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SPOTLIGHT

IMMEDIATE RELEASE
Dec. 7, 2012
CONTACT: K. E. Schwab
724-738-2199
karl.schwab@sru.edu

SRU reduces carbon footprint

SLIPPERY ROCK, Pa. - Slippery Rock University has signed a plan that guarantees 25 percent of the electricity used on campus this year is generated by wind power.

"This year, we invested in a Renewable Energy Certificate that is linked to wind energy," said Paul Scanlon, special assistant to the president for sustainability planning and operations. "The REC cost us a premium of less than a tenth of a penny per Kwh or 1.7 percent of our normal cost, due to the surge in wind energy installations in the past few years and the relatively low demand for electricity in a slow economy," he said.

"In addition to supporting the fledgling renewable energy industry, this program will reduce SRU's indirect carbon emissions by almost 6,000 metric tons of carbon dioxide during the year." Scanlon said.

He said he sees the program as another way SRU can support emerging renewable energy industries while simultaneously doing its part to support the University's greening efforts.

Scanlon, who joined the University in 2008, is charged with overseeing development and implementation of sustainable practices needed to execute Trend 5 of the SRU Strategic Plan "Reaching for 2025 and Beyond" and to meet the expectations of the President's Campus Climate Commitment.

He pointed to climate scientists all over the world who are worried that the "weird weather" being increasingly experienced during the past few years, causing food shortages, species habitat loss, drought, increased frequency and intensity of wildfires, storms and hurricanes, unpredictable weather patterns and rises in sea level, may only portend things to come.

Scanlon said previous predictions of climate change, primarily caused by the burning of fossil fuels, are proving to be too conservative. "Reports of changes like the extent of arctic sea ice melting are happening far faster than scientists predicted even a few years ago," he said.

"The consensus in the scientific community is that we are running out of time in addressing climate change - if we don't dramatically cut our global CO2 emissions soon, the continued rise in the earth's average global surface temperature will cause even more disruptive, and perhaps irreversible, climate change leading to catastrophic human and economic losses," Scanlon said.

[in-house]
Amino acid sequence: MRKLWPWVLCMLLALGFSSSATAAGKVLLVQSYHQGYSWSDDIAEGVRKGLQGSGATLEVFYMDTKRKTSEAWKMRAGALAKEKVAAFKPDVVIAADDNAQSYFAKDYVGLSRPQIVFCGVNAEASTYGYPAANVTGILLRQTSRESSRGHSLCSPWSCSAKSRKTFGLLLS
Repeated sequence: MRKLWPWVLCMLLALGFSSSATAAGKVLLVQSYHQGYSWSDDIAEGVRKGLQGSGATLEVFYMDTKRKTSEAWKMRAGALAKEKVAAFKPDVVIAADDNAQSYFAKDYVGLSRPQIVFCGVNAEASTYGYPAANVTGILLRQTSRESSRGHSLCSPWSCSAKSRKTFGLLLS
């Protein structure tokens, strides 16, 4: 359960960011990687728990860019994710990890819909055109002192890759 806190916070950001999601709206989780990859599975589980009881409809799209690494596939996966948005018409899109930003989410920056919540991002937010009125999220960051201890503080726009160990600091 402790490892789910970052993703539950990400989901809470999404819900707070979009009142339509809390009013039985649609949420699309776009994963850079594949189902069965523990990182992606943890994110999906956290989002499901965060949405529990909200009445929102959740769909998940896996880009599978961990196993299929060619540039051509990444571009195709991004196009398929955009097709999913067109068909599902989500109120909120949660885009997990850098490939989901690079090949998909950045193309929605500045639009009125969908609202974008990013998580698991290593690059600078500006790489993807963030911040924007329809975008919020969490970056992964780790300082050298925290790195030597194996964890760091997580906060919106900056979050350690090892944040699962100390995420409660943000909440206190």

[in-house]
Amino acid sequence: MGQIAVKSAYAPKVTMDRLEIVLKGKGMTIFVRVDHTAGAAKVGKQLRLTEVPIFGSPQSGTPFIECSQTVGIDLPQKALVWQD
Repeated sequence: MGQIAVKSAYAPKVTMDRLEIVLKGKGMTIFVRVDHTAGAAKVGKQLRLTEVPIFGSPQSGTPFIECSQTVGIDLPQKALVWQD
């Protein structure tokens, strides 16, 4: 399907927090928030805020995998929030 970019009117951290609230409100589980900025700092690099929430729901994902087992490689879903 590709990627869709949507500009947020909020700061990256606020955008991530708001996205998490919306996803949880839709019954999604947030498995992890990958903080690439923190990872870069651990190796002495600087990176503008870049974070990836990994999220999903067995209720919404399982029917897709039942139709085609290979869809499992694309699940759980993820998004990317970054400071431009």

"Despite claims that the U.S. has hundreds of years' worth of fossil fuel reserves and that the Marcellus Shale play means natural gas prices will remain low for years, everyone in the energy industry - including some of the most notorious 'climate change deniers' - will still admit that the world must, eventually, transition to a low-carbon energy future powered by renewable energy," he said.

"There are hundreds, even thousands of ways we can reduce our carbon footprint; but without question the quickest, most cost-effective and environmentally benign way is to conserve energy - especially electricity. Why? Because in the U.S., most of our electricity is supplied by coal-fired power plants that operate at efficiencies on the order of only 30 percent and emit enormous amounts of greenhouse gases. SRU has improved its building energy efficiency by 45 percent during the last 10 years, and we plan to continue conserving energy to reduce both our operating costs and our carbon emissions," Scanlon said. "Another very important benefit of energy conservation, of course, is that it reduces the size, and therefore the cost, of future renewable energy sources and infrastructure."

The REC plan was endorsed by the President's Commission on Sustainability, which serves as the umbrella organization for all sustainability initiatives on campus and works to promote and facilitate the cooperative efforts of faculty, staff, students and staff to educate, develop values, share knowledge, and create a culture of sustainability across campus.

The commission also identifies and advises the president on establishing and integrating sustainability strategies and policies for the University.

Among the projects it has undertaken is a "Small steps. Big payoff" program has asked those on campus to take the "SRU Energy Action Pledge" available at: http://www.sru.edu/president/Sustainability/Pages/SRUEnergyPledge.aspx. The pledge asks participants to select three energy conservations action steps they will employ in their personal lives from a list of nine suggestions, including such ideas as taking shorter showers, printing less/double siding, using stairs instead of elevators and turning out lights whenever possible.

Slippery Rock University is Pennsylvania's premier public residential university. Slippery Rock University provides students with a comprehensive learning experience that intentionally combines academic instruction with enhanced educational and learning opportunities that make a positive difference in their lives.